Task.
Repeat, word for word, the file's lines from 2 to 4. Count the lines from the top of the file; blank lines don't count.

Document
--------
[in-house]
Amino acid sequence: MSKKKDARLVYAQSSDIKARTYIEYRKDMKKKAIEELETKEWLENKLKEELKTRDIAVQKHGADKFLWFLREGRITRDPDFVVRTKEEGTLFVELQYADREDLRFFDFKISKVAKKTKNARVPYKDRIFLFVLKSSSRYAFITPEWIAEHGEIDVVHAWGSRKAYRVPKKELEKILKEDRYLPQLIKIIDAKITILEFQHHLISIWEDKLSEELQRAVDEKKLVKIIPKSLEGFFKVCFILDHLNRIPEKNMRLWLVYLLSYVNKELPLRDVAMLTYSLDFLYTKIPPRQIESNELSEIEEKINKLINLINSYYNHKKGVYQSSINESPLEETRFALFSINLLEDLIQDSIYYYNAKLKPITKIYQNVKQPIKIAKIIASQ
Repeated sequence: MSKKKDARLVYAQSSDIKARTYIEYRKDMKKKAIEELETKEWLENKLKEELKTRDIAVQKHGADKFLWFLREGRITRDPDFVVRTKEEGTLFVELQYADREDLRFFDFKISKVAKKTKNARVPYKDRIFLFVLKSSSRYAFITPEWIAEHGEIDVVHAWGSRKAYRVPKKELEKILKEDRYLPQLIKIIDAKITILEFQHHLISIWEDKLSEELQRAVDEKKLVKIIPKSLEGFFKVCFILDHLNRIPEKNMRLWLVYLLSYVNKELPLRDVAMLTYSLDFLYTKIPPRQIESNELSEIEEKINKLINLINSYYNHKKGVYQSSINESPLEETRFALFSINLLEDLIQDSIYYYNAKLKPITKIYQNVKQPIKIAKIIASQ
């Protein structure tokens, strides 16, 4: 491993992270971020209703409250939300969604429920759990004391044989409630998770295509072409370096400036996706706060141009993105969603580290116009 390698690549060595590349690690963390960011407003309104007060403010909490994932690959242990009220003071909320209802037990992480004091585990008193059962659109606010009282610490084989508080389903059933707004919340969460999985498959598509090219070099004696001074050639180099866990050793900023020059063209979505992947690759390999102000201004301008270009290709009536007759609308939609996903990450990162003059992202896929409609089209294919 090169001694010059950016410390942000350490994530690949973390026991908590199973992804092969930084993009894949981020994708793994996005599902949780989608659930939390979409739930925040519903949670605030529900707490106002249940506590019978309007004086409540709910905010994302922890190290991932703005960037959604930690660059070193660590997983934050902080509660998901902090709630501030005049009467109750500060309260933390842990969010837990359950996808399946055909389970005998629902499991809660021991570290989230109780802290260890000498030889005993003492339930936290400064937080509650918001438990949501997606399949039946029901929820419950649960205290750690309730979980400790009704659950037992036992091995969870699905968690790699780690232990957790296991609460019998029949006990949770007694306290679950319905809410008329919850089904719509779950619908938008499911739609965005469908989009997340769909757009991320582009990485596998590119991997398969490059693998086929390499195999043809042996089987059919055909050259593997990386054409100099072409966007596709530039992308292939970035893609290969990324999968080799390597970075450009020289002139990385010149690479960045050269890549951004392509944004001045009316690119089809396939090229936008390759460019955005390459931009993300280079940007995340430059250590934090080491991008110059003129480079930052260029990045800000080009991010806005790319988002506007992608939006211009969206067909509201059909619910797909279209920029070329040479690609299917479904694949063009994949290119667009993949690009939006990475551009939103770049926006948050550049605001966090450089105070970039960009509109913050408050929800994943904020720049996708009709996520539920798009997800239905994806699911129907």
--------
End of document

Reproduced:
Amino acid sequence: MSKKKDARLVYAQSSDIKARTYIEYRKDMKKKAIEELETKEWLENKLKEELKTRDIAVQKHGADKFLWFLREGRITRDPDFVVRTKEEGTLFVELQYADREDLRFFDFKISKVAKKTKNARVPYKDRIFLFVLKSSSRYAFITPEWIAEHGEIDVVHAWGSRKAYRVPKKELEKILKEDRYLPQLIKIIDAKITILEFQHHLISIWEDKLSEELQRAVDEKKLVKIIPKSLEGFFKVCFILDHLNRIPEKNMRLWLVYLLSYVNKELPLRDVAMLTYSLDFLYTKIPPRQIESNELSEIEEKINKLINLINSYYNHKKGVYQSSINESPLEETRFALFSINLLEDLIQDSIYYYNAKLKPITKIYQNVKQPIKIAKIIASQ
Repeated sequence: MSKKKDARLVYAQSSDIKARTYIEYRKDMKKKAIEELETKEWLENKLKEELKTRDIAVQKHGADKFLWFLREGRITRDPDFVVRTKEEGTLFVELQYADREDLRFFDFKISKVAKKTKNARVPYKDRIFLFVLKSSSRYAFITPEWIAEHGEIDVVHAWGSRKAYRVPKKELEKILKEDRYLPQLIKIIDAKITILEFQHHLISIWEDKLSEELQRAVDEKKLVKIIPKSLEGFFKVCFILDHLNRIPEKNMRLWLVYLLSYVNKELPLRDVAMLTYSLDFLYTKIPPRQIESNELSEIEEKINKLINLINSYYNHKKGVYQSSINESPLEETRFALFSINLLEDLIQDSIYYYNAKLKPITKIYQNVKQPIKIAKIIASQ
């Protein structure tokens, strides 16, 4: 491993992270971020209703409250939300969604429920759990004391044989409630998770295509072409370096400036996706706060141009993105969603580290116009 390698690549060595590349690690963390960011407003309104007060403010909490994932690959242990009220003071909320209802037990992480004091585990008193059962659109606010009282610490084989508080389903059933707004919340969460999985498959598509090219070099004696001074050639180099866990050793900023020059063209979505992947690759390999102000201004301008270009290709009536007759609308939609996903990450990162003059992202896929409609089209294919 090169001694010059950016410390942000350490994530690949973390026991908590199973992804092969930084993009894949981020994708793994996005599902949780989608659930939390979409739930925040519903949670605030529900707490106002249940506590019978309007004086409540709910905010994302922890190290991932703005960037959604930690660059070193660590997983934050902080509660998901902090709630501030005049009467109750500060309260933390842990969010837990359950996808399946055909389970005998629902499991809660021991570290989230109780802290260890000498030889005993003492339930936290400064937080509650918001438990949501997606399949039946029901929820419950649960205290750690309730979980400790009704659950037992036992091995969870699905968690790699780690232990957790296991609460019998029949006990949770007694306290679950319905809410008329919850089904719509779950619908938008499911739609965005469908989009997340769909757009991320582009990485596998590119991997398969490059693998086929390499195999043809042996089987059919055909050259593997990386054409100099072409966007596709530039992308292939970035893609290969990324999968080799390597970075450009020289002139990385010149690479960045050269890549951004392509944004001045009316690119089809396939090229936008390759460019955005390459931009993300280079940007995340430059250590934090080491991008110059003129480079930052260029990045800000080009991010806005790319988002506007992608939006211009969206067909509201059909619910797909279209920029070329040479690609299917479904694949063009994949290119667009993949690009939006990475551009939103770049926006948050550049605001966090450089105070970039960009509109913050408050929800994943904020720049996708009709996520539920798009997800239905994806699911129907």